C.J.: Adrian Peterson’s tweets on Zimmerman verdict calm, classy

  • Article by: C.J. , Star Tribune
  • Updated: July 15, 2013 - 7:05 PM

Adrian Peterson has demonstrated once again that he’s one of the NFL’s gentlemen.

Peterson was among the athletes who reacted, and responded appropriately on Twitter, to the not-guilty verdict in the Florida trial of George Zimmerman over the death of Trayvon Martin.

USA Today reported that Giants star Victor Cruz tweeted, “Zimmerman doesn’t last a year before the hood catches up with him.” Cruz later deleted that, explaining himself in tweets and at least one appearance on ESPN’s “Mike and Mike” show.

Falcons wide receiver Roddy White was in an eye-for-an-eye mode, too, when he vented: “All them jurors should go home tonight and kill themselves for letting a grown man get away with killing a kid.”

Peterson, the Vikings running back, tweeted this: “My Heart goes out to the Martin Family! Keep the Faith! #God is in control, He’s the one and only Judge!”

Others on Twitter tried to bait Peterson by belittling his tweets, but he stayed cool and logical: “You don’t go out looking for trouble!!! Neighborhood Watch means WATCH & report! Not initiate & take things into your own hands ... I’m different if i was in Zimmerman shoes that night. I stay in my car n watch especially known I’m safe with a loaded pistol on my waist.”

Interesting to see that as far as I can tell, Twitter’s Larry Fitzgerald has exercised his right not to comment on the verdict. I’m sure he’s sent a private message to Trayvon’s family.

One last tweet sent out with little thought came from repeat NBA Champion Dwyane Wade of the Heat: “Wow! Stunned!! Saddened as a father!! Som1 make sense of this verdict for me right now please!!! … How do I explain this to my boys?”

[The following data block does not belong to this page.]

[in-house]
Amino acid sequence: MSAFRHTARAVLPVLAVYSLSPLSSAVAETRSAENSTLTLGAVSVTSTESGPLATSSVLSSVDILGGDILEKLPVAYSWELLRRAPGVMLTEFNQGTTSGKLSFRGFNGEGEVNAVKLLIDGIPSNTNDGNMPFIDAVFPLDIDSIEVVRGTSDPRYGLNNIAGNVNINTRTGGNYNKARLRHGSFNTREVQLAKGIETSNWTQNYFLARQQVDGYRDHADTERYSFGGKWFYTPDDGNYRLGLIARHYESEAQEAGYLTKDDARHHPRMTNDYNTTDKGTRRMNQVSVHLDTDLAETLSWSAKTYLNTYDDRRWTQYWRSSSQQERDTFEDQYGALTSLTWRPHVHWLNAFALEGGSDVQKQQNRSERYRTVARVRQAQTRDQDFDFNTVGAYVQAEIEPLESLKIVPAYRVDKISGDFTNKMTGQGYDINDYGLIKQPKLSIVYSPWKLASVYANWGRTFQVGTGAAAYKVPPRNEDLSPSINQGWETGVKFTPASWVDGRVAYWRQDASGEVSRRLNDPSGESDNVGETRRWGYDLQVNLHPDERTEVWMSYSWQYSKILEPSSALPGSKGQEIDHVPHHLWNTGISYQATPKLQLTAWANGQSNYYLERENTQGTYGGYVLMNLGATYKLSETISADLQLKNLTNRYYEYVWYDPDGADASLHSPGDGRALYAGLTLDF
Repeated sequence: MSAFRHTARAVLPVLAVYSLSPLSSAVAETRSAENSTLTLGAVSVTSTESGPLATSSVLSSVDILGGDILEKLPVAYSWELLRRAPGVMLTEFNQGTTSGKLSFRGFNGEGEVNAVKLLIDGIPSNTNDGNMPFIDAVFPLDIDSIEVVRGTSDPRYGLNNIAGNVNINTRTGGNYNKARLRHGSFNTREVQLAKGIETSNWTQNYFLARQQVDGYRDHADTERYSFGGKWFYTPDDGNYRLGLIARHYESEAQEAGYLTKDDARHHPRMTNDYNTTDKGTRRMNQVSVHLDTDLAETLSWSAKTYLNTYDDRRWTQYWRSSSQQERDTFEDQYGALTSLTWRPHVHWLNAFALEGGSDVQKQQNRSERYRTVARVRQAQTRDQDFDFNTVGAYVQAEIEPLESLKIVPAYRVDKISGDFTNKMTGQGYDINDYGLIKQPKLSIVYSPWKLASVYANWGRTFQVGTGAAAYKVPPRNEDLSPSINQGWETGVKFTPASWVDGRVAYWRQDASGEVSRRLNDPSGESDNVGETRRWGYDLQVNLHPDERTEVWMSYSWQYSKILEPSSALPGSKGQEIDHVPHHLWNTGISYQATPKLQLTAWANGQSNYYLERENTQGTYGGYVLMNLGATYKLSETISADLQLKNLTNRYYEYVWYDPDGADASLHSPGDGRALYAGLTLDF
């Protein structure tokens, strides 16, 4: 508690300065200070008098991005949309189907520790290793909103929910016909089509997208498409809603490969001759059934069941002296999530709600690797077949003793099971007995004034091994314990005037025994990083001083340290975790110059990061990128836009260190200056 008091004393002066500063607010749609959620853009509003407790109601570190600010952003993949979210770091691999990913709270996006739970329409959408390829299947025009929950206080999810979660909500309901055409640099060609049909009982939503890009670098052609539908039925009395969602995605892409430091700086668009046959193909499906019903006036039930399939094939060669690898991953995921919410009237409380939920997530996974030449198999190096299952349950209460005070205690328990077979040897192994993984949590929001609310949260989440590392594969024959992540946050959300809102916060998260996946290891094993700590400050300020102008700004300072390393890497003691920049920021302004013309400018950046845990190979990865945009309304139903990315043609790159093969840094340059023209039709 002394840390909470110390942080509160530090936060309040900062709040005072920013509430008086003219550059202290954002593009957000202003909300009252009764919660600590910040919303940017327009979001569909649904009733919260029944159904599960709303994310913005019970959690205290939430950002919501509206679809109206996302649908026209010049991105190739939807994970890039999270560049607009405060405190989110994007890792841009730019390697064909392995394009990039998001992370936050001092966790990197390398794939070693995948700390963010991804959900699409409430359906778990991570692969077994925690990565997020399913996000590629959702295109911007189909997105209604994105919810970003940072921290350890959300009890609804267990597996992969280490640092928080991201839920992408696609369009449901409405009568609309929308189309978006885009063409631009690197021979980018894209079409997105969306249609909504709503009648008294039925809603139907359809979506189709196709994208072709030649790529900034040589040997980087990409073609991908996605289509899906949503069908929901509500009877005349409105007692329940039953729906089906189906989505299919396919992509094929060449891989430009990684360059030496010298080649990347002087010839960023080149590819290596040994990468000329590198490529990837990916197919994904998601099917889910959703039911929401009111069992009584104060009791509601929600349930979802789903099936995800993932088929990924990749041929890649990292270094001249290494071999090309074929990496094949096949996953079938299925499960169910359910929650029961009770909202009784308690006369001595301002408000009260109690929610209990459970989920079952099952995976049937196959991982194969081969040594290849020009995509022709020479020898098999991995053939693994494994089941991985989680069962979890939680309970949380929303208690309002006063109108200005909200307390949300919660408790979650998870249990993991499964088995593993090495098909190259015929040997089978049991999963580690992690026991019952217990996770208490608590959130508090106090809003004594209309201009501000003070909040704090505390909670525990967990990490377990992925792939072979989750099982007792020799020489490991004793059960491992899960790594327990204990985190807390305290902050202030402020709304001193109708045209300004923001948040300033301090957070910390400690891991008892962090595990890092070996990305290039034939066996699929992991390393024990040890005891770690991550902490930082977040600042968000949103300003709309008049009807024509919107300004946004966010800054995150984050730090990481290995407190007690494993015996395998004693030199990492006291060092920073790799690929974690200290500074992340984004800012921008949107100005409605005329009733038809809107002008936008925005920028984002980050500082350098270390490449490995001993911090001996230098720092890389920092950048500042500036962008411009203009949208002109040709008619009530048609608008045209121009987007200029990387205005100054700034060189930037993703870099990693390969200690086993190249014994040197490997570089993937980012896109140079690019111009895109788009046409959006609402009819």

Dwyane Wade has been a black male all his life, so he should have no problem explaining that life’s especially unfair to some.

Like a rock

Art Garfunkel treated me to the sounds of silence last week.

A tipster thought he or she saw Garfunkel in the metro a few days after his sold-out “acoustic rehearsal” at the Cedar. To confirm he was here, I called the establishment where I was told Garfunkel was staying. Maybe he’ll return my next call if I don’t disclose his off-the-beaten-path place of lodging.

“There’s no answer,” said a woman whom I’m going to identify as Bonnie. “Do you want me to leave a message for him?”

Yes, please, I told Bonnie, who responded with “Call Ms. C.J.” Bonnie laughed when told that the initials would suffice, although the late Tiny Tim would address me only with the “Ms.”

“And he knows you’re calling?” asked Bonnie. “No?” she said, laughing at my response. “Do you think he’s going to want to call you back?” I told Bonnie she’d be surprised who’ll call me back — sometimes.

“May I ask how you know that he’s here?” said Bonnie.

Come on, disclosing that wouldn’t make my tipster happy.

I’m just sitting by the phone, waiting for Garfunkel to call me, although I think I have a better chance of hearing from Paul Simon, who can call me Al if he wants.

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